Up until this show, I hadn’t seen an Andres Serrano piece I liked. His morgue series has all the shock he’s spent the last 20 years searching for and a little less spectacle. It’s fantastic work.

Marlene McCarty and Donald Moffett for Bureau, "In Honor of Allen R. Schindler", 1993.

I was kinda pissed to see Donald Moffett and Marlene McCarthy’s poster “In Honor of Allen R. Schindler” shoved in the gratuity closet with Cindy Sherman’s mannequins and Alix Lambert’s wedding photo with Bob Nickas. They’re all great works, but have very little to do with each other; as such, they’re seen as islands. Maybe there just wasn’t enough space to deal with these works, but this is one of few works that appeared throughout New York City and spoke directly to the public.

Schindler was allegedly murdered by a fellow naval officer because he was gay, and he became a symbol for LGBT activist groups. Bureau’s poster of him was censored in Times Square, which says a lot more about the cultural tone than most art in the show.

Cady Noland, "Gibbet", 1993/94.

Lobby Gallery installation view: Larry Clark, "1993 Wall Piece", 2013 (foreground); Renée Green, "Early Videos", 1991-96 (background).

Two years prior to producing the acclaimed film Kids, Larry Clark was displaying wall photographs with skateboards. No real deep thoughts to offer here.

Nari Ward, "Amazing Grace", 1993.

Hundreds of dirty abandoned strollers fill a warehouse space adjacent to the New Museum, while “Amazing Grace” plays overhead. I immediately thought of the pillars lined with soiled wheelchairs, crutches, and casts in Quebec’s Church of Miracles when I saw the piece; the supports belonged to crippled visitors who claimed to be healed after visiting the Church.

The connections I was making were mostly aesthetic, though as it happens Ward originally wanted to show the piece in a church, because he felt the location was life-affirming. In 1993, Nari Ward told The New York Times that he thought the strollers suggested a “banding together against abandonment, and in that unity, hope.”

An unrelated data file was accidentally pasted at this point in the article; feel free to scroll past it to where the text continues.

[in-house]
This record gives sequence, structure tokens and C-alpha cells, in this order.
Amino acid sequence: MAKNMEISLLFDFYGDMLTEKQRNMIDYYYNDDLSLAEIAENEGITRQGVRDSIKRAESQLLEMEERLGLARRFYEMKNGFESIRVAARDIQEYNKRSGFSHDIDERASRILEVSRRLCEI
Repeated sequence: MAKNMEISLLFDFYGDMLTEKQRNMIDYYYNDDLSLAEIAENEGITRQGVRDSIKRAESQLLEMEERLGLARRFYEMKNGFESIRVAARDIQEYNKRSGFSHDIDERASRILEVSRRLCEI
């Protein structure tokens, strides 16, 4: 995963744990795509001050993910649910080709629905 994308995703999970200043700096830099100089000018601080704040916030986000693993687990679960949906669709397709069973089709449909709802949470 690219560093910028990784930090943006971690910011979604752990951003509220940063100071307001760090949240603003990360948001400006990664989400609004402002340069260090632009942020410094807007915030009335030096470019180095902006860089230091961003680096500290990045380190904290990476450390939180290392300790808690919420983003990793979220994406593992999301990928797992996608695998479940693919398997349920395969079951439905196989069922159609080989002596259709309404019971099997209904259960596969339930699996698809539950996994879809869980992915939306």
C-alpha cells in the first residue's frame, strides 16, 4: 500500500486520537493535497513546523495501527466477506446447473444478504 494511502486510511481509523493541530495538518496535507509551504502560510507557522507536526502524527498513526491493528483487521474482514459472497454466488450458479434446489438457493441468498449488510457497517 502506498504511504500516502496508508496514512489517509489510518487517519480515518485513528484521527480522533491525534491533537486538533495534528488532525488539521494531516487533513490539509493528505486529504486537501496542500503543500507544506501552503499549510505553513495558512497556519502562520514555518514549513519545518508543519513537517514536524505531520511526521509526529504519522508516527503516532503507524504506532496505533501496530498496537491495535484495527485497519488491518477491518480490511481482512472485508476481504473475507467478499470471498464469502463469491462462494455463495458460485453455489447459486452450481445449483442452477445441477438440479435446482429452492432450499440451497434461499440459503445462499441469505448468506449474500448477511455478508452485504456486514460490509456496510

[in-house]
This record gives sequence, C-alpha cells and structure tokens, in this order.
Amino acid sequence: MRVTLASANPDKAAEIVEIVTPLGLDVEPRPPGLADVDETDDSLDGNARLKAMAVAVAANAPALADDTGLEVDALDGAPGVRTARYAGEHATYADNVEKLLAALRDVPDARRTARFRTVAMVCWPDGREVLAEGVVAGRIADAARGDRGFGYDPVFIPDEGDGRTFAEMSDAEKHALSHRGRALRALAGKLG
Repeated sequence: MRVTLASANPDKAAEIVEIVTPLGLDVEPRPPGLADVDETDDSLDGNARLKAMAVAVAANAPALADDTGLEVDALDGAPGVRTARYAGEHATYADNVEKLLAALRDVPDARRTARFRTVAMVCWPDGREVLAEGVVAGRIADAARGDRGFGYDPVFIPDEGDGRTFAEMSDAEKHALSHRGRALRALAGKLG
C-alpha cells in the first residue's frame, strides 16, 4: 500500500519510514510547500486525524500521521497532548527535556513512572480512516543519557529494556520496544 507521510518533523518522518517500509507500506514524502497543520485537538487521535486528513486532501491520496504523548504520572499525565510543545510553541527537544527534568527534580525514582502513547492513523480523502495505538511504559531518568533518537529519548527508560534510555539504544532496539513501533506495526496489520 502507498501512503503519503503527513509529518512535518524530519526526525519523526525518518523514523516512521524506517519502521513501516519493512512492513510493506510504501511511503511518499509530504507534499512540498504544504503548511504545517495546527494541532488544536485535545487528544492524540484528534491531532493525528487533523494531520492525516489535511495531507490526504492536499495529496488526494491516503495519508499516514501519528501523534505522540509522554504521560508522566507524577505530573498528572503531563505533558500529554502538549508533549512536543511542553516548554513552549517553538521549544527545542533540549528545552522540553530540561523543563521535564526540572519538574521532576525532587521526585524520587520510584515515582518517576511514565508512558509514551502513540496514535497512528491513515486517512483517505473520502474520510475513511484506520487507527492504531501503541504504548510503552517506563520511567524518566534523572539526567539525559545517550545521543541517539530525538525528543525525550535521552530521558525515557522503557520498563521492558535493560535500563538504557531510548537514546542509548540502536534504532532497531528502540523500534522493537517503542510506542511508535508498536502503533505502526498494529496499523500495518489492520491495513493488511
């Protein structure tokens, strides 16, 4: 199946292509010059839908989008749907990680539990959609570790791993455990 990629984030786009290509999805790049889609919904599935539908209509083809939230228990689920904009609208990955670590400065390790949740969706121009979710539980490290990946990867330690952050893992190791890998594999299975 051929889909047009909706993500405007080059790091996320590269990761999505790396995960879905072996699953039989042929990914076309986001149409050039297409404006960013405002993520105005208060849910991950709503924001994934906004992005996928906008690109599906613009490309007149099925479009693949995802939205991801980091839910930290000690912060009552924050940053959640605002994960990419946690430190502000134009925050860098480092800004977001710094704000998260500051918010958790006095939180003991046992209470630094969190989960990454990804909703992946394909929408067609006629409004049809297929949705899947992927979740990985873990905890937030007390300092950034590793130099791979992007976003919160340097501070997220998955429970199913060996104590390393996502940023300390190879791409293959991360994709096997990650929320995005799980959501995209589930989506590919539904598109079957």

I wish I shared that sentiment. Listening to “Amazing Grace” always makes me a little depressed—I don’t love being reminded of depravity, even if the end goal is to produce a more uplifting message—so its hard for me to look beyond the emptiness of those strollers. I noticed the grubby fire-hose binding the strollers together halfway through, and they looked like they were being strangled. (Paddy Johnson)

“NYC 1993: Experimental Jet Set, Trash, and No Star” is curated by Massimiliano Gioni, Associate Director and Director of Exhibitions, Gary Carrion-Murayari, Curator, Jenny Moore, Associate Curator, and Margot Norton, Assistant Curator.


chocoamilk February 14, 2013 at 8:30 pm

maybe Massimiliano Gioni should take some time off from curating and listening to sonic youth.
The repetitive predictability of his shows is wearing thin and thinner.
While he is on a curatorial hiatus tell oneself “you don’t know what you don’t know”.

Tyler B. February 16, 2013 at 5:12 pm

Thanks for posting so many photographs of the exhibition! Always helpful for those of us who can’t make it to New York to see the show.